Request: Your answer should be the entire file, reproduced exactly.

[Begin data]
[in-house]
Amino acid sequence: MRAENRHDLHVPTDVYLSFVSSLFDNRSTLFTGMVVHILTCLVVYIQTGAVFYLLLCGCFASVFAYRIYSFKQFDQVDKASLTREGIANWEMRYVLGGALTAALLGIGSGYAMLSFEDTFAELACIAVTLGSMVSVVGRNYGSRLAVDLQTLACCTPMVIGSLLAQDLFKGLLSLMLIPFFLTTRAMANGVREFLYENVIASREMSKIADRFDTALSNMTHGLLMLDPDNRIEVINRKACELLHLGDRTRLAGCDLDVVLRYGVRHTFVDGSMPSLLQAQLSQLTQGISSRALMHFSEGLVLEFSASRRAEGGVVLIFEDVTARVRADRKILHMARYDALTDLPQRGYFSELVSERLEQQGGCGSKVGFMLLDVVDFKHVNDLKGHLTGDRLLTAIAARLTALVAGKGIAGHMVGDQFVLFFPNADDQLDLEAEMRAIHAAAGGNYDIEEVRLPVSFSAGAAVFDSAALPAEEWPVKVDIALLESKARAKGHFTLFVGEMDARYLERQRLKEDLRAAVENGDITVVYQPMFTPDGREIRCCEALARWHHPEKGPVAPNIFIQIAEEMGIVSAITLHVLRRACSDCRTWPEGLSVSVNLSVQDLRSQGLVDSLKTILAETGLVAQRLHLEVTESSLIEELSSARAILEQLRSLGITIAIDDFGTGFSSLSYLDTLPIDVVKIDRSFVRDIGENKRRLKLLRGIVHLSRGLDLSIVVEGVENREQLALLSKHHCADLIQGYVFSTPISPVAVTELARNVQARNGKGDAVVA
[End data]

[in-house]
Amino acid sequence: MRAENRHDLHVPTDVYLSFVSSLFDNRSTLFTGMVVHILTCLVVYIQTGAVFYLLLCGCFASVFAYRIYSFKQFDQVDKASLTREGIANWEMRYVLGGALTAALLGIGSGYAMLSFEDTFAELACIAVTLGSMVSVVGRNYGSRLAVDLQTLACCTPMVIGSLLAQDLFKGLLSLMLIPFFLTTRAMANGVREFLYENVIASREMSKIADRFDTALSNMTHGLLMLDPDNRIEVINRKACELLHLGDRTRLAGCDLDVVLRYGVRHTFVDGSMPSLLQAQLSQLTQGISSRALMHFSEGLVLEFSASRRAEGGVVLIFEDVTARVRADRKILHMARYDALTDLPQRGYFSELVSERLEQQGGCGSKVGFMLLDVVDFKHVNDLKGHLTGDRLLTAIAARLTALVAGKGIAGHMVGDQFVLFFPNADDQLDLEAEMRAIHAAAGGNYDIEEVRLPVSFSAGAAVFDSAALPAEEWPVKVDIALLESKARAKGHFTLFVGEMDARYLERQRLKEDLRAAVENGDITVVYQPMFTPDGREIRCCEALARWHHPEKGPVAPNIFIQIAEEMGIVSAITLHVLRRACSDCRTWPEGLSVSVNLSVQDLRSQGLVDSLKTILAETGLVAQRLHLEVTESSLIEELSSARAILEQLRSLGITIAIDDFGTGFSSLSYLDTLPIDVVKIDRSFVRDIGENKRRLKLLRGIVHLSRGLDLSIVVEGVENREQLALLSKHHCADLIQGYVFSTPISPVAVTELARNVQARNGKGDAVVA